‘The Man in the High Castle’: What if the Nazis had won?


It’s a scenario almost too horrifying to contemplate: What if the Allies had lost World War II and the Germans and Japanese ruled a conquered America? This chilling hypothetical is the premise of Philip K. Dick’s 1962 novel, “The Man in the High Castle,” as well as of the new series of the same name, which begins streaming Nov. 20 on Amazon Prime.

In the drama’s alternate reality, the occupied country is divided into The Greater Nazi Reich in the East, The Japanese Pacific States in the West and a neutral zone in the middle. Americans live without rights or freedoms and resistance is punishable by death, but an underground rebel movement exists and is central to the story. There’s also mistrust and tension between the ruling powers, as well as a secret newsreel at the center of the plot that could have cataclysmic consequences if it gets out. The opening sequence, set in New York, is visually shocking: An enormous swastika banner hangs over Times Square.

 “A project that’s alternative history, but rooted in real history, presents the possibility of confronting imagery that’s incredibly disturbing. But, at the same time, this world has an odd familiarity about it, and I think that’s what is so provocative about it,” producer David W. Zucker said in an interview. “Also, there are American Nazis, and, you wonder, how many clicks away are we from this potentially happening?”

With such a hot-button subject, it’s not surprising that the project took eight years to get made, despite big-name support coming in the form of Ridley Scott, an executive producer. “We couldn’t find a buyer in America. No one would touch it,” Zucker said. Development deals with the BBC and, later, Syfy fell through, and the option on the property ran out. Then, creator/writer/executive producer Frank Spotnitz sent it to Amazon in late 2014 and, with a green light, expanded the four-hour script to 10 hours. 

Although the fate of Jews in this society is not spelled out, at least at first, it is clear that minorities and the ill and infirm have been eliminated. In the second episode, a character who is not a practicing Jew but had a Jewish grandfather is brutally tortured for information, with the fate of his family held in the balance. The harrowing experience changes him, actor Rupert Evans said.

“He becomes radicalized. He takes matters into his own hands and decides to speak out and fight back.”

Rufus Sewell plays an American Nazi named John Smith, a character not in Dick’s novel, and he said he hesitated to accept the role at first. “We have an idea of Nazis, and, certainly, that’s based on truth and the horrors of everything that they did, but I wouldn’t be necessarily interested playing that, especially for a long period of time,” he said. “But when you meet his family in the second episode, and you see there’s another side to this person, I became interested.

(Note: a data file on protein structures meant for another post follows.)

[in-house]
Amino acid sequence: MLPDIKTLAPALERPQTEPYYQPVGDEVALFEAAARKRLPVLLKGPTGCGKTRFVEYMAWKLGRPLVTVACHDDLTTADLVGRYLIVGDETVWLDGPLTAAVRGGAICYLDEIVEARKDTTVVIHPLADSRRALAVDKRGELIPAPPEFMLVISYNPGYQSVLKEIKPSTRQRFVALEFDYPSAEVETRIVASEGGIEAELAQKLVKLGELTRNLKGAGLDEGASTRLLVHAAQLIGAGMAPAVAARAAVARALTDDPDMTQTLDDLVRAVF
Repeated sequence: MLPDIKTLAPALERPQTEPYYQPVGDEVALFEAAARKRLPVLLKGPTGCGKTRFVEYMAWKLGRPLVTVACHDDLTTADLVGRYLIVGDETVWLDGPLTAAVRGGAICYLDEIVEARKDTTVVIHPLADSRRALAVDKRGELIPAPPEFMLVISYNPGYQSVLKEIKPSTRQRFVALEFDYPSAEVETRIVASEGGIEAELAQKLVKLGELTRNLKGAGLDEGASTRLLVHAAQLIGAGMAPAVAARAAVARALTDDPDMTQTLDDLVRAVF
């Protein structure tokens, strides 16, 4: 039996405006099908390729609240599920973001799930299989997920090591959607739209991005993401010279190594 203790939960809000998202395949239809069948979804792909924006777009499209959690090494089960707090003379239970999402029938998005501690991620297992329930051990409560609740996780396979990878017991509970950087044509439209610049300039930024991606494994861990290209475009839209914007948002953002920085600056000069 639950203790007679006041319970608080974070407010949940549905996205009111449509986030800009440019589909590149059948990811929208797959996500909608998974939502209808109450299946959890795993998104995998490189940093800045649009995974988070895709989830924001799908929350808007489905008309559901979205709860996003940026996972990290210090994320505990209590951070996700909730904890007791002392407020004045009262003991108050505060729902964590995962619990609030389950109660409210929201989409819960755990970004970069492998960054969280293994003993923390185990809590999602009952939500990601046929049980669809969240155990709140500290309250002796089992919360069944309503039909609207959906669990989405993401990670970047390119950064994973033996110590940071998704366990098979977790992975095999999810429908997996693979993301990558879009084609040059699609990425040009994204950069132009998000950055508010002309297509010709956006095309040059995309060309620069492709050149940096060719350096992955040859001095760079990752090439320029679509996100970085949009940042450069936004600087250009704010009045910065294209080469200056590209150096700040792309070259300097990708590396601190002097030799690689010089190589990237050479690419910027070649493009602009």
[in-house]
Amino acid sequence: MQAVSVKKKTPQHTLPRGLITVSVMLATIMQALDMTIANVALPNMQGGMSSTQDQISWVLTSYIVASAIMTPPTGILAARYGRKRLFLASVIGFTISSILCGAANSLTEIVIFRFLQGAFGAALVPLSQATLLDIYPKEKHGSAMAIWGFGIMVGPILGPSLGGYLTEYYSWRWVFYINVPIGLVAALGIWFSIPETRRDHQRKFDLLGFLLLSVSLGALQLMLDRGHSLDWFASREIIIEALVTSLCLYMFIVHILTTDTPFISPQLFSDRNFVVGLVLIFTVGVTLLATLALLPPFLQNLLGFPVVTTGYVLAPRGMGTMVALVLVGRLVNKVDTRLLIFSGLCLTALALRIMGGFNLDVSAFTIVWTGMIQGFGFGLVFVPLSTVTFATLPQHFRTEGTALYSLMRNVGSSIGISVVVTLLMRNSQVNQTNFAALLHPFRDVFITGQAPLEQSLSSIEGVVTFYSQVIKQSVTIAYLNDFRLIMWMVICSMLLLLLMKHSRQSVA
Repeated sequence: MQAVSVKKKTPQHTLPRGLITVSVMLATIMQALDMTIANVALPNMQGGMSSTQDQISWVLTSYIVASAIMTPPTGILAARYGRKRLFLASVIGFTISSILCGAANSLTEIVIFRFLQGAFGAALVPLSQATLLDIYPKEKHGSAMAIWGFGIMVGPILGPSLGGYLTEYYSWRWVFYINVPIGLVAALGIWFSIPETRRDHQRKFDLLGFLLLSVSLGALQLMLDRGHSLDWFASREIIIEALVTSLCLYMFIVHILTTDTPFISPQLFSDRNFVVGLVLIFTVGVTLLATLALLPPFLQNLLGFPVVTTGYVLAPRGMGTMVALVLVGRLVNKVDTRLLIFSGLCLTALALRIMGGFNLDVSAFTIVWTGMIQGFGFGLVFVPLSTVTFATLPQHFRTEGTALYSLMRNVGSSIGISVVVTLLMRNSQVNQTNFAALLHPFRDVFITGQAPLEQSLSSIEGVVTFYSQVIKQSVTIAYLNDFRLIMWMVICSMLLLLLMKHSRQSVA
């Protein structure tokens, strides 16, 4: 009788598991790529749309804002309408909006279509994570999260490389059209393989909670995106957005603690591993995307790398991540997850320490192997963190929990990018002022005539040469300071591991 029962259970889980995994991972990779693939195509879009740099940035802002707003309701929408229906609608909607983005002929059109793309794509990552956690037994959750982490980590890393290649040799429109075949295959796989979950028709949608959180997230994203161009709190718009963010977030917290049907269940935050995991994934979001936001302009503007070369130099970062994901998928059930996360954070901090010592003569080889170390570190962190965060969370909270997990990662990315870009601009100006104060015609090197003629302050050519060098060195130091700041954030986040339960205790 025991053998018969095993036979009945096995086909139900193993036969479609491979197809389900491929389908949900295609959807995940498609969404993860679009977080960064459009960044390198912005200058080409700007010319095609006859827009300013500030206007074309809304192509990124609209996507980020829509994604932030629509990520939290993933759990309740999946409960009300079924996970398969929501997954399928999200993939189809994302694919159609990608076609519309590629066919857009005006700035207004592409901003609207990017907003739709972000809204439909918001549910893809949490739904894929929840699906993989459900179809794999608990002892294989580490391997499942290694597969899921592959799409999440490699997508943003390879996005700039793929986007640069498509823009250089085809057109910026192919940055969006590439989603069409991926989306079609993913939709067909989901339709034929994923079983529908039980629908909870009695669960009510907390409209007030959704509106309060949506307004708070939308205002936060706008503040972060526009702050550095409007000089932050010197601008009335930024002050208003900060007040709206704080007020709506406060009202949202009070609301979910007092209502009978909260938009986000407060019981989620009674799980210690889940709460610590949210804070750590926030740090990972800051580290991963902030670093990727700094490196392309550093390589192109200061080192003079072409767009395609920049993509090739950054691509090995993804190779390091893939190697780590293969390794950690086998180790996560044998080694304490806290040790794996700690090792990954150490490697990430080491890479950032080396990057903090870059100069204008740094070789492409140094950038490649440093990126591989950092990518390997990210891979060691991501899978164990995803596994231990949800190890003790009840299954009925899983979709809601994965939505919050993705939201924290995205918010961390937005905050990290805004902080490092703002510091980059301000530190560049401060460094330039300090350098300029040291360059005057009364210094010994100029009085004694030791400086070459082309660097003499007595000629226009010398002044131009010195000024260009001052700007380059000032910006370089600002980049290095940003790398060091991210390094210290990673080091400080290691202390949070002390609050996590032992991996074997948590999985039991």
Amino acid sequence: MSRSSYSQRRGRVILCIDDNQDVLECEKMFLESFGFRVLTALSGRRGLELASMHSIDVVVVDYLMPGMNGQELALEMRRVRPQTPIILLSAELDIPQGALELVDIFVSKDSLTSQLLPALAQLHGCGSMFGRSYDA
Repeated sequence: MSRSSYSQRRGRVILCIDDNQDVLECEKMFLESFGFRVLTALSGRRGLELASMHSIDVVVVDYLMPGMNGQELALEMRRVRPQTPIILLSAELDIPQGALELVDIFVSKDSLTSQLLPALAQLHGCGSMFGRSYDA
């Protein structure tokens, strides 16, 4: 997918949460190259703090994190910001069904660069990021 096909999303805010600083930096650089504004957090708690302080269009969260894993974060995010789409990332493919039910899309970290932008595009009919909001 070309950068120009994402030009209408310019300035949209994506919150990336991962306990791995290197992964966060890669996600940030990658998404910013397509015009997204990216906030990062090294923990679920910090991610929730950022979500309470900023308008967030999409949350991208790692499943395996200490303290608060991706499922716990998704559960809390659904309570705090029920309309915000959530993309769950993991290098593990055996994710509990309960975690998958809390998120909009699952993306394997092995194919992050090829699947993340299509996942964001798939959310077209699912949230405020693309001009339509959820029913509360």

“Within his world,” Sewell said, “Smith is considered a good man, an all-American hero, and it’s that terrible irony — that you are capable of living within a system that is incredibly cruel and unjust, and you can still convince yourself that you are right. He ends up very, very conflicted.”

Sewell and other cast members delved into historical research to provide context, as did the creators, to lend verisimilitude to the 1962 setting. But the fictional premise informed everything from design, clothing and music to writing, movies and pop culture. 

“Everything requires an understanding of what was and a projection of what might have been,” Zucker said. “What would have been permitted? What stars would be allowed to make films and music? There was a lot to consider.”

Alexa Davalos, who plays key character Juliana Crain, did a lot of World War II research for her role as a Jewish partisan in “Defiance” in 2008, a role she found a lot more painful to portray. Born in Paris to American parents, she’s Lithuanian-Jewish on her father’s side. “The Man in the High Castle,” in contrast, “is historical supposition. It has this magical element and feels very different,” Davalos said.

Zucker, who also is Jewish, remembers watching Holocaust films in Hebrew school as a boy. “But it took me a long time to find a perspective that wasn’t an intellectual, academic one. It wasn’t an emotional reference for me, like it was for the earlier generation. It wasn’t until I saw ‘Europa Europa’ that I related for the first time to what it must have been like,” he said. “What I found so interesting about getting to work on a piece like this is I get a different experience of what it might have been like in a way I could more closely relate to.”

With the streaming premiere imminent, Zucker is eager to gauge worldwide reaction to “The Man in the High Castle,” particularly in Japan and Germany. If all goes as planned, he said, he looks forward to making many more episodes. “We have some really stunning storylines in mind for later seasons, when we start going more globally,” he said. “Let’s just say there are some very ironic, if not deeply provocative, alliances that develop in this world that didn’t in the one we have.

“Hopefully, it will be compelling as a drama and a hot topic.” 

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